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This article was published 13/2/2019 (466 days ago), so information in it may no longer be current.
Justin Reguly got some big goals from Patrik Laine and some monster saves from Connor Hellebuyck during qualifying for the Winnipeg Jets NHL 19 video game championship.
Now, the Thunder Bay, Ont., teen can express his gratitude to the real-life stars when he meets them next week.
Reguly will vie for the first-ever Jets tournament title — and the prize money that comes with it — on Monday afternoon, but he’s far more excited about getting the opportunity to share some screen time with the Jets’ resident gaming gurus.
"I definitely think I’m looking forward more to that two-on-two match than the one-on-one for the money. That’s a once-in-a-lifetime experience for anyone," said Reguly, 17. "The fact I get to do that is incredible. They are big names. I watch a lot of hockey and my favourite team is Boston, but I like Winnipeg because they’re a Canadian team and they’ve got some great players."
The Jets tournament began with more than 1,300 participants from 46 provinces and states across Canada and the U.S. in early January.
Reguly, an honour role Grade 12 student, and Josh Fuss from Greenwich, Conn., were the last competitors standing. Reguly won the PS4 bracket, while his U.S. opponent won the Xbox One bracket. Both players earned their spot in the final by finishing first in a six-person closed qualifying round on each platform last weekend.
The two will compete inside a private suite at Bell MTS Place during the Manitoba Moose game on Monday at 2 p.m.
The top prize is $4,500, and the runner-up receives $2,000. The best-of-five final will be streamed live at twitch.tv/winnipegjetsofficial as well as on the Jets’ Facebook, Twitter and YouTube accounts.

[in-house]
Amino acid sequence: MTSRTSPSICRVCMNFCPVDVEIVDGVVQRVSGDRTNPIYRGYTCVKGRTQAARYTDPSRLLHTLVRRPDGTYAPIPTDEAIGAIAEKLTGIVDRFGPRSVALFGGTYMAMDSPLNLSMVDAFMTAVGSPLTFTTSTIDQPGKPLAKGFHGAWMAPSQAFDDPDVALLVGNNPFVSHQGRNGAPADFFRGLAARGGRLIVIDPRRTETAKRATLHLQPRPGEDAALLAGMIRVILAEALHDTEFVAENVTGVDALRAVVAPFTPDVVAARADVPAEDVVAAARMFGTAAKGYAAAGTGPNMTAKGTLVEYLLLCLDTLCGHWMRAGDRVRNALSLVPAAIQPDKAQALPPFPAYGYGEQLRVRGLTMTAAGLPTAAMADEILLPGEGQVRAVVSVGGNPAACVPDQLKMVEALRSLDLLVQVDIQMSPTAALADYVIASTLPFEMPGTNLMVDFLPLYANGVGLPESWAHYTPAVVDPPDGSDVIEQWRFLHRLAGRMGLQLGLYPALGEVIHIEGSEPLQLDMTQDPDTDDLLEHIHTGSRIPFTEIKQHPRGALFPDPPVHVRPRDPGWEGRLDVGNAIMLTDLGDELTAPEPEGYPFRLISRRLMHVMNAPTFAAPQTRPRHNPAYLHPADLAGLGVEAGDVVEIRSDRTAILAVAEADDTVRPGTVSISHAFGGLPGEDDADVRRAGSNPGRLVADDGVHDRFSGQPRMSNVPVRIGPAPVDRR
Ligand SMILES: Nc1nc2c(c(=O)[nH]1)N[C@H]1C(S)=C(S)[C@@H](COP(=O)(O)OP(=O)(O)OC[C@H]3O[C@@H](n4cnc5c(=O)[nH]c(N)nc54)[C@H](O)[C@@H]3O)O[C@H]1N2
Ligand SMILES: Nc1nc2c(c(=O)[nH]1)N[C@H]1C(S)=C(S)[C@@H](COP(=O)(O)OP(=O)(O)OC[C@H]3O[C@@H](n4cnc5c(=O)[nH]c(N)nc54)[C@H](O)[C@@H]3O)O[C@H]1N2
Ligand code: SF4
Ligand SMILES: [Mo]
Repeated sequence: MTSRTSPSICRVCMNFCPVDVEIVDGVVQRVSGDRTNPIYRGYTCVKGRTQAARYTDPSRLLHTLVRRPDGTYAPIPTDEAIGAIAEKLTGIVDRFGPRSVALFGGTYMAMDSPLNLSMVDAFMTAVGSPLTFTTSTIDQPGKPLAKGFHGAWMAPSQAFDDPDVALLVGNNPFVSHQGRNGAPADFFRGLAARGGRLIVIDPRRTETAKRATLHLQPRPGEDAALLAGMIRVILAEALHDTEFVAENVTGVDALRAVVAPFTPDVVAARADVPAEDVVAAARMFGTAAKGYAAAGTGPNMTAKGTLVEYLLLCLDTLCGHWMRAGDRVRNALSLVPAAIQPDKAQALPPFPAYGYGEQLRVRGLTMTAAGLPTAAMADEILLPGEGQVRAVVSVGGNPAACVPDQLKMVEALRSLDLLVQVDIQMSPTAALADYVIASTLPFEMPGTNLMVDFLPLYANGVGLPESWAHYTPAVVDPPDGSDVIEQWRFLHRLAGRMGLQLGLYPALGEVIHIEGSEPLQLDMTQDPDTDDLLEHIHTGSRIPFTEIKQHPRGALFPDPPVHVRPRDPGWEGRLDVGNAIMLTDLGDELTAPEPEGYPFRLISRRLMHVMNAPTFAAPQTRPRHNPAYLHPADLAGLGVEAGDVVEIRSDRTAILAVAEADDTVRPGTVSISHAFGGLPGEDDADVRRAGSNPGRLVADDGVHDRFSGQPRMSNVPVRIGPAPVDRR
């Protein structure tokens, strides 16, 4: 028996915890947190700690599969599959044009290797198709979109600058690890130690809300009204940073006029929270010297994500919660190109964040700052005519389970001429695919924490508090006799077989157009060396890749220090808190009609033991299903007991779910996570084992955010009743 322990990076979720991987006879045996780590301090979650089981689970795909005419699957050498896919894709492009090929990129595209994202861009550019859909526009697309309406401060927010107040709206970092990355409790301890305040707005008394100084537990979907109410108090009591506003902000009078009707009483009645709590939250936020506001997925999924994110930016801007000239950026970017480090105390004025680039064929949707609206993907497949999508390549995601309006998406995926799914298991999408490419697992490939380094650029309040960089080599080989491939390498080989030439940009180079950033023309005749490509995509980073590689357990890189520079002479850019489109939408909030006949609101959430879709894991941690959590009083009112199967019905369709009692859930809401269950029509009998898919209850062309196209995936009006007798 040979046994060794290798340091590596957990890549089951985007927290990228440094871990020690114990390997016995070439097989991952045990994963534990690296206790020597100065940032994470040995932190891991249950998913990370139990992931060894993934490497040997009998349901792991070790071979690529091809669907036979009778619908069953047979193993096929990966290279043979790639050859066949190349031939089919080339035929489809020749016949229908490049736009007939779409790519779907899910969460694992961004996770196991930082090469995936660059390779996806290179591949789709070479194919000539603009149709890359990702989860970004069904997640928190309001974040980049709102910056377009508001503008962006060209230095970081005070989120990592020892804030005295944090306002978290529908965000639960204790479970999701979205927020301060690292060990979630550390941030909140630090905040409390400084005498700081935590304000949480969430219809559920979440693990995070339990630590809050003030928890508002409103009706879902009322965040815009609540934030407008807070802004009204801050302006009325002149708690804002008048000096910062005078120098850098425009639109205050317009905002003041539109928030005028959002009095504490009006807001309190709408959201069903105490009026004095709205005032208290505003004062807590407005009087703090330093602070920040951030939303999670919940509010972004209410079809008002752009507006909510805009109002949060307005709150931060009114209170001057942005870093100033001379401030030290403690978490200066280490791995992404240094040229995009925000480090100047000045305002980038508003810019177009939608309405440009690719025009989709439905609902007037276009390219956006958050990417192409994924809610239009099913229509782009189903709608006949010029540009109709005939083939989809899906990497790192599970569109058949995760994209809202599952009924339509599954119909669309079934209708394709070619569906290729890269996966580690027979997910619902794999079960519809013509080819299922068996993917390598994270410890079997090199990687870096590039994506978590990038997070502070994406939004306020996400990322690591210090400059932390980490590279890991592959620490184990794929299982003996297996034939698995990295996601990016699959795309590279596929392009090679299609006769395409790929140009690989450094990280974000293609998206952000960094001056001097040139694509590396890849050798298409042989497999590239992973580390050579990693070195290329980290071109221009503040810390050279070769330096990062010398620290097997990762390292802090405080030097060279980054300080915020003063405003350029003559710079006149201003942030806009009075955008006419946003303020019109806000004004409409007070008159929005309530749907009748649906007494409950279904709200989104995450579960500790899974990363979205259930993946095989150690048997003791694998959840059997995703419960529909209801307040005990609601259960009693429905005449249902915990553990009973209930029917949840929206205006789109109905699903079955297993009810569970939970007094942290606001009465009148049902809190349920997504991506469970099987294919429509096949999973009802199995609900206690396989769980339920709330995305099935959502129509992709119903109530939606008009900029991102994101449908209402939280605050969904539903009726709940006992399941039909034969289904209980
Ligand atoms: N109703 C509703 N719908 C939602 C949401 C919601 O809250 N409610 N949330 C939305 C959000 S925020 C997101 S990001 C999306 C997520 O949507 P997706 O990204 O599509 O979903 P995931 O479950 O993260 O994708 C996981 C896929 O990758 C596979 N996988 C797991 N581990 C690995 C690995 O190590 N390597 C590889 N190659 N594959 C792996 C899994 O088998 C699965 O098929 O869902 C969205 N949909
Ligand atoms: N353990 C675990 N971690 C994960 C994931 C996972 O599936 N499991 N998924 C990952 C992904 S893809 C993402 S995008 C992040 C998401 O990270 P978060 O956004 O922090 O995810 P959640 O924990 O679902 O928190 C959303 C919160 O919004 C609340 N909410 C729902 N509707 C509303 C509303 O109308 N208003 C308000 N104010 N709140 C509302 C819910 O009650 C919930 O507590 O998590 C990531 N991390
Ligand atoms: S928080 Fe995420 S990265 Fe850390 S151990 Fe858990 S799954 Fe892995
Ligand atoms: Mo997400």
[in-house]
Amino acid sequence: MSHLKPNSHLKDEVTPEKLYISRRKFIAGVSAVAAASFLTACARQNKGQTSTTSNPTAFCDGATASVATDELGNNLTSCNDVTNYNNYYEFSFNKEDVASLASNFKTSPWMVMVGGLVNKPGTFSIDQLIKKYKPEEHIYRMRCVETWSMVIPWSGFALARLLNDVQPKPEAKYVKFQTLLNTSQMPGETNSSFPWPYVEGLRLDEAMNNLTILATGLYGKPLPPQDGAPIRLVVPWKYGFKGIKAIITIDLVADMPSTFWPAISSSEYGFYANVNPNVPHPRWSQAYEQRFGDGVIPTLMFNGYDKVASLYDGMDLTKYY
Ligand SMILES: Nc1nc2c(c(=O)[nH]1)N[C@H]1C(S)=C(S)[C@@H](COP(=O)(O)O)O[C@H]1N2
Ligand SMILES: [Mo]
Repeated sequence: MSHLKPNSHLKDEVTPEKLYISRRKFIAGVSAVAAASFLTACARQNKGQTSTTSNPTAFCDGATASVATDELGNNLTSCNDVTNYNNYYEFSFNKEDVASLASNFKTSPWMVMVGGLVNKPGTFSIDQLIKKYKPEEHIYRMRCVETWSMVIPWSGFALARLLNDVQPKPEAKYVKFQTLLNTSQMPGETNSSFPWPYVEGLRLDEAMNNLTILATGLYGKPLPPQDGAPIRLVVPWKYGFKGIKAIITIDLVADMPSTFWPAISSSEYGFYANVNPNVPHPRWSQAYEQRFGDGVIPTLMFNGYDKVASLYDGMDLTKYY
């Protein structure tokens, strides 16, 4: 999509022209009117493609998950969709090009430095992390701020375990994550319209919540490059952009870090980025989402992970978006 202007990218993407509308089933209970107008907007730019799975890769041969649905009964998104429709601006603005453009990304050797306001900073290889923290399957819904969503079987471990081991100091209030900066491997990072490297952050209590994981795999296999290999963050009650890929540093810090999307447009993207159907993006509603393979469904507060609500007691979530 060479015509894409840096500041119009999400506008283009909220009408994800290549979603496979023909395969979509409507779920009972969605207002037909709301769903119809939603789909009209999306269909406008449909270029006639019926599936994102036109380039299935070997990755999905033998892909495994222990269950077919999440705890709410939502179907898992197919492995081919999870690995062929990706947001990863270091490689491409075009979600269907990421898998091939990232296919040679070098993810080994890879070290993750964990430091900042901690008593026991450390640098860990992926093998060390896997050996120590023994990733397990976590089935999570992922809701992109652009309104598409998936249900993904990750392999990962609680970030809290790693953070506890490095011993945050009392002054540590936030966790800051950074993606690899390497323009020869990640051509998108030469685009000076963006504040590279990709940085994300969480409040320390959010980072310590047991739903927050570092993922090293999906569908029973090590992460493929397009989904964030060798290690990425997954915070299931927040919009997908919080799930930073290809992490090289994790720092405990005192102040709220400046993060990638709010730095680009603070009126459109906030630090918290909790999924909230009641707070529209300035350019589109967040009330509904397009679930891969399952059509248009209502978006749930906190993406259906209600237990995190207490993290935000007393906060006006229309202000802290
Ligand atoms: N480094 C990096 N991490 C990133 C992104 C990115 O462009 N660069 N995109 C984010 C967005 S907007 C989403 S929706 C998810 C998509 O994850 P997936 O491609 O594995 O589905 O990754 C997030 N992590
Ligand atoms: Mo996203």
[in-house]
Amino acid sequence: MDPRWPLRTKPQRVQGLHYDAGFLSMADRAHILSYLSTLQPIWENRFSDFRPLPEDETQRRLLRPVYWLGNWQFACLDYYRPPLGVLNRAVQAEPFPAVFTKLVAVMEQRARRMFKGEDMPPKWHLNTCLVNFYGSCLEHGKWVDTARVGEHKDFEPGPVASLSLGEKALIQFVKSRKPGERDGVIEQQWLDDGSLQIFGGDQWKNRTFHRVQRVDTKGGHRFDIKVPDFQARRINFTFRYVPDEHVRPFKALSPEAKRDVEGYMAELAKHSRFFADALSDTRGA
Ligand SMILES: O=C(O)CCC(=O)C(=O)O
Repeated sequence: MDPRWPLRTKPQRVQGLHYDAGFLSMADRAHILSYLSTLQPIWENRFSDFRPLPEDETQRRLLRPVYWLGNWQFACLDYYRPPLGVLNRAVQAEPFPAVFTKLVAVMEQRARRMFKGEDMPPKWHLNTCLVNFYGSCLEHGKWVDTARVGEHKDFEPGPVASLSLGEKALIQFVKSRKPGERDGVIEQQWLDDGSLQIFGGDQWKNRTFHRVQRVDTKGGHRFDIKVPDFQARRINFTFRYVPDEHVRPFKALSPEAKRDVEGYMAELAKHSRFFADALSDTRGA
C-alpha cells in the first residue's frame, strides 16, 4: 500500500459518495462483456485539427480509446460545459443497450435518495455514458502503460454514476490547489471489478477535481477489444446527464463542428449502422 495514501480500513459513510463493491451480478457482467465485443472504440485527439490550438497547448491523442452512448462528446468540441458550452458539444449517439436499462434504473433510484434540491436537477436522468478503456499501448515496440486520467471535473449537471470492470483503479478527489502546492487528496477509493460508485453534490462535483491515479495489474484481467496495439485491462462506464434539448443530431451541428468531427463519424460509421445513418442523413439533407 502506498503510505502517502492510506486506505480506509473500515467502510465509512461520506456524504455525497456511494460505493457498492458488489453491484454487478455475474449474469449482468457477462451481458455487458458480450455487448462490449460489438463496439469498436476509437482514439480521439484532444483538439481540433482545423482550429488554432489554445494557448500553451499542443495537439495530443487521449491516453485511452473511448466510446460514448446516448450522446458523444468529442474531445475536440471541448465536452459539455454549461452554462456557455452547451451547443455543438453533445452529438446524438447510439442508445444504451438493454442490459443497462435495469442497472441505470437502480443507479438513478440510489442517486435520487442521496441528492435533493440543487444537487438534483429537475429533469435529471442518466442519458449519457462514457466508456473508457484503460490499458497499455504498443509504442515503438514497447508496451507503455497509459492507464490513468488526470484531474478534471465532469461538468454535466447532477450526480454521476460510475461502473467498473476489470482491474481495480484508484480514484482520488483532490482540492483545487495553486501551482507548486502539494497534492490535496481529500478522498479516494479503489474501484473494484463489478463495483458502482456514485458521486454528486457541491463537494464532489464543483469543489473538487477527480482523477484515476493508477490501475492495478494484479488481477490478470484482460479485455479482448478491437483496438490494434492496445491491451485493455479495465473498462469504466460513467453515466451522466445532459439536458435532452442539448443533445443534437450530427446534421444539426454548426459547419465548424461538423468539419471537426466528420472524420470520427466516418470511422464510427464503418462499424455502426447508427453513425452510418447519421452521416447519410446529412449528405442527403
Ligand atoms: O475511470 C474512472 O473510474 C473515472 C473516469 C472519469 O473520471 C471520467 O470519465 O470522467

Once the championship has been settled, the two finalists will play alongside Laine and Hellebuyck in a single-game, two-on-two match immediately after the Moose play the Milwaukee Admirals.
"What a story to tell for the next 20 years. It’s incredible," said Reguly, who admits to gaming about four hours a day. "I generally cycle between three teams, Winnipeg being one of them, and Tampa and Pittsburgh. I’ve had lots of practice with Winnipeg and I enjoy using them.
"(Hellebuyck) helped a lot in the qualifier. He made a bunch of saves for me, so I’ll have to thank him."
Reguly said he kept his bedroom door shut to all distractions last Sunday with a trip to the finals on the line. "I made sure no one came in," he said, laughing. "Total concentration, just me, some music."
It’s the first meeting between the two video-game aficionados in the flesh.
"(Fuss) is someone I’ve played Xbox with for about two years online, so it’s going to be cool to meet him," Reguly said.
The league held the 2018 NHL Gaming World Championship last season. Reguly finished third in the Canadian regionals but narrowly missed advancing to the world championship in Las Vegas. Only the top two moved on.
Winnipeg is one of the first NHL organizations to follow up with its own official tournament.
"It’s certainly exciting for us and it’s an area that’s growing rapidly. Coming on the heels off the NHL’s initial foray into Esports with the NHL Gaming World Championships last June, we wanted to ensure we were at the forefront of NHL team participation in Esports," said Dan Hursh, True North Sports & Entertainment’s vice-president and general counsel.
"(The Canada-U.S. matchup) is really going to be a fun component of the finals. We didn’t know what to expect but we had a lot of participation from Canadian and American NHL 19 gamers, so it’s great to see one from each in the finals."
Assistant sports editor
Jason Bell wanted to be a lawyer when he was a kid. The movie The Paper Chase got him hooked on the idea of law school and, possibly, falling in love with someone exactly like Lindsay Wagner (before she went all bionic).
Updated on Wednesday, February 13, 2019 at 10:34 PM CST: Fixes photo caption